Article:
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Psychotropic medication use among patients with celiac disease

Zylberberg, Haley M.; Ludvigsson, Jonas F.; Green, Peter H. R.; Lebwohl, Benjamin

Background
Celiac disease is a multi-system disorder with manifestations that may result in psychiatric disorders. We assessed the prevalence of medication use to treat psychiatric disorders in celiac disease patients.


Methods
We conducted a cross-sectional study of patients undergoing esophagogastroduodenoscopy over 9-years at a celiac disease referral center. We compared the prevalence of psychotropic medication use among celiac disease patients (n = 1293) to a control group (n = 1401) with abdominal pain or reflux.


Results
Among all patients the mean age was 48.4 years, most were female (69.5%), and 22.7% used any psychotropic medication. There was no difference between overall psychotropic medication use among celiac disease patients and controls (23.9% vs 21.8%, OR 1.16; 95% CI 0.96–1.39, p = 0.12). However, those with celiac disease were more likely to use antidepressants on univariate (16.4% vs 13.4%, p = 0.03) and multivariate analysis (OR 1.28; 95% CI 1.03–1.59; p = 0.03). Use of psychotropic medications was not associated with disease duration or mode of presentation of celiac disease.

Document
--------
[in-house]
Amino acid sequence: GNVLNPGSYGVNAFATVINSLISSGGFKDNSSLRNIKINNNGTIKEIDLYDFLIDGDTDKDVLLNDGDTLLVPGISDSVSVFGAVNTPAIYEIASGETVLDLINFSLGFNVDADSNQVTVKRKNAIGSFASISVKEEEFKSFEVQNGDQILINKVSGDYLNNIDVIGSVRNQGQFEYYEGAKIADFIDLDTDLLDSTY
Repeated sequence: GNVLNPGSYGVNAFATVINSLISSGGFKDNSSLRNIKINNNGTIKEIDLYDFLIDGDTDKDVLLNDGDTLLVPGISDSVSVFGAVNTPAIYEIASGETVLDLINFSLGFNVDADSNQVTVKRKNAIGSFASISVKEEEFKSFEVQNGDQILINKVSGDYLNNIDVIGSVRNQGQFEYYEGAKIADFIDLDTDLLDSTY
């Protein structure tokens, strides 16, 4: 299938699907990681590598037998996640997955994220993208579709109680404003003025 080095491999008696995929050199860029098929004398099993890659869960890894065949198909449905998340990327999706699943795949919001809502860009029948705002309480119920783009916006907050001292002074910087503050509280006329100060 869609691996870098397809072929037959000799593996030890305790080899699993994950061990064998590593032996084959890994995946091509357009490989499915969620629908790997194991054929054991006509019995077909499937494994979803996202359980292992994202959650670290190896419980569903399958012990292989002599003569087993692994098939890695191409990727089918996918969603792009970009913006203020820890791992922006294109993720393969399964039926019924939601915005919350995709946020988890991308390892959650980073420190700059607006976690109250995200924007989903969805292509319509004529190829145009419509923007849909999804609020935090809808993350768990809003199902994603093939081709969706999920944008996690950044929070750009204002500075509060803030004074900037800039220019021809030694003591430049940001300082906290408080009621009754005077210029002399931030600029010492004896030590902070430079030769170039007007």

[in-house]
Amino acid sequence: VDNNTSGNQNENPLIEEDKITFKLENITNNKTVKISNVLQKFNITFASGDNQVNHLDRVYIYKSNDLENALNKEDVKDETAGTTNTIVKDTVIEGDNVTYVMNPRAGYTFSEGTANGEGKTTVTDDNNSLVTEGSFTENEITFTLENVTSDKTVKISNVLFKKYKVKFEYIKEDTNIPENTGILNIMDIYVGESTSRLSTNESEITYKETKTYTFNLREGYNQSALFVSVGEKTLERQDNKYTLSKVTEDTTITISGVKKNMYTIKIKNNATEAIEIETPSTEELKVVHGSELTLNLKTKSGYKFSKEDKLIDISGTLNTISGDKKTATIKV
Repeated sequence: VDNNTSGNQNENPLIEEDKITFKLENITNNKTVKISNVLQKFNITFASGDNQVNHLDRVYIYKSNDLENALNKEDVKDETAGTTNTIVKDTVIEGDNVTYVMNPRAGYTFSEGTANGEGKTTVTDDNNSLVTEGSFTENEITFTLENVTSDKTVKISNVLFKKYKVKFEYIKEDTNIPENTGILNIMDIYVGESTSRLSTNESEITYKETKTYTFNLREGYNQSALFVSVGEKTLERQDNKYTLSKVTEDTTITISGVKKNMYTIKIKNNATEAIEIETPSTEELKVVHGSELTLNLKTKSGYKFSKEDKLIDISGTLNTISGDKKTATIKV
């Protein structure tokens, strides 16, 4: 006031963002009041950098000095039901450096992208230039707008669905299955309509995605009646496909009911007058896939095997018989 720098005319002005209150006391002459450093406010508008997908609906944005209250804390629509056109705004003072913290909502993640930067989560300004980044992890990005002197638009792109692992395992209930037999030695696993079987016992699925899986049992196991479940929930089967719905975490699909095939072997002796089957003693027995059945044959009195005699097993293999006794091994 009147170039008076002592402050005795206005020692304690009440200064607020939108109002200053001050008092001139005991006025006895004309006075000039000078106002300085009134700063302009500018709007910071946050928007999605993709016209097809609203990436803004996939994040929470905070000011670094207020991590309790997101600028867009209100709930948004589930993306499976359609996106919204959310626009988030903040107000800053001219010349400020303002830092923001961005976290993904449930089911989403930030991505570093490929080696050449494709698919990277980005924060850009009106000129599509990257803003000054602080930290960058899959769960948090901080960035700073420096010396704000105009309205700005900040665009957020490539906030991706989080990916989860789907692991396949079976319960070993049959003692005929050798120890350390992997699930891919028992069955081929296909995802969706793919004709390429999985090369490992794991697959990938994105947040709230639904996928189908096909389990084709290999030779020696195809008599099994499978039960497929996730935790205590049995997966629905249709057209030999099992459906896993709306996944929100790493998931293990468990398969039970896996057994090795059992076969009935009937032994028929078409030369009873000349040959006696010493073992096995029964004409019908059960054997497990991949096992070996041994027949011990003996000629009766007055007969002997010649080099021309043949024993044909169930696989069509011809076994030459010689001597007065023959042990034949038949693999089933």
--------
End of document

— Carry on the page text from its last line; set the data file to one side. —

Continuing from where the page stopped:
Conclusions
Celiac disease patients use psychotropic medications at similar rates as those with other gastrointestinal diseases, though subgroup analysis suggests they may use more antidepressants. Future studies should investigate whether celiac disease is associated with mood disorders that are not treated with medications.

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More About This Work

Academic Units
Medicine
Celiac Disease Center
Epidemiology
Published Here
April 24, 2018

Notes

Celiac disease, Psychiatric disorders, Epidemiology, Depression, Anxiety

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